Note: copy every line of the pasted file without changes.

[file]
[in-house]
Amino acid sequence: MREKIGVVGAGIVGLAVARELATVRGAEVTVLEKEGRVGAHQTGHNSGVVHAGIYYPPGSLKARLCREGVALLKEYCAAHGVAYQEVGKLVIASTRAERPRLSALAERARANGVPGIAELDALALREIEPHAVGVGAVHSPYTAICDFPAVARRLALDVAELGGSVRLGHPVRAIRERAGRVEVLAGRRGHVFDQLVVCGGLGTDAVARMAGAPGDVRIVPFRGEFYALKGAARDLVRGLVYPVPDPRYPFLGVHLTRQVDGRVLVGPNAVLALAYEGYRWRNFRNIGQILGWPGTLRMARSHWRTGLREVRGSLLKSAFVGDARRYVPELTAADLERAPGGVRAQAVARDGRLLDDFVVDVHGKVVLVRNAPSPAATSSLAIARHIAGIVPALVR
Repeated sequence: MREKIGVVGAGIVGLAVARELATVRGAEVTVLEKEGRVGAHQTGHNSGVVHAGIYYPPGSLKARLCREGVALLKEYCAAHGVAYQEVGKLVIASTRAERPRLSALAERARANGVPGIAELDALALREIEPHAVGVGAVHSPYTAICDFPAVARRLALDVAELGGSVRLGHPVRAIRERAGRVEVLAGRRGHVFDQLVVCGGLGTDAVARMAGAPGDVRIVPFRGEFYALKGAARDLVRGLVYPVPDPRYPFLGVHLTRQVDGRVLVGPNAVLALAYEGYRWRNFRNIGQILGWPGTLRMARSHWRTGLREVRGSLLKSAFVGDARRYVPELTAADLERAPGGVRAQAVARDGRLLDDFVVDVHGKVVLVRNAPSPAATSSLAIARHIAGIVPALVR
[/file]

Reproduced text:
[in-house]
Amino acid sequence: MREKIGVVGAGIVGLAVARELATVRGAEVTVLEKEGRVGAHQTGHNSGVVHAGIYYPPGSLKARLCREGVALLKEYCAAHGVAYQEVGKLVIASTRAERPRLSALAERARANGVPGIAELDALALREIEPHAVGVGAVHSPYTAICDFPAVARRLALDVAELGGSVRLGHPVRAIRERAGRVEVLAGRRGHVFDQLVVCGGLGTDAVARMAGAPGDVRIVPFRGEFYALKGAARDLVRGLVYPVPDPRYPFLGVHLTRQVDGRVLVGPNAVLALAYEGYRWRNFRNIGQILGWPGTLRMARSHWRTGLREVRGSLLKSAFVGDARRYVPELTAADLERAPGGVRAQAVARDGRLLDDFVVDVHGKVVLVRNAPSPAATSSLAIARHIAGIVPALVR
Repeated sequence: MREKIGVVGAGIVGLAVARELATVRGAEVTVLEKEGRVGAHQTGHNSGVVHAGIYYPPGSLKARLCREGVALLKEYCAAHGVAYQEVGKLVIASTRAERPRLSALAERARANGVPGIAELDALALREIEPHAVGVGAVHSPYTAICDFPAVARRLALDVAELGGSVRLGHPVRAIRERAGRVEVLAGRRGHVFDQLVVCGGLGTDAVARMAGAPGDVRIVPFRGEFYALKGAARDLVRGLVYPVPDPRYPFLGVHLTRQVDGRVLVGPNAVLALAYEGYRWRNFRNIGQILGWPGTLRMARSHWRTGLREVRGSLLKSAFVGDARRYVPELTAADLERAPGGVRAQAVARDGRLLDDFVVDVHGKVVLVRNAPSPAATSSLAIARHIAGIVPALVR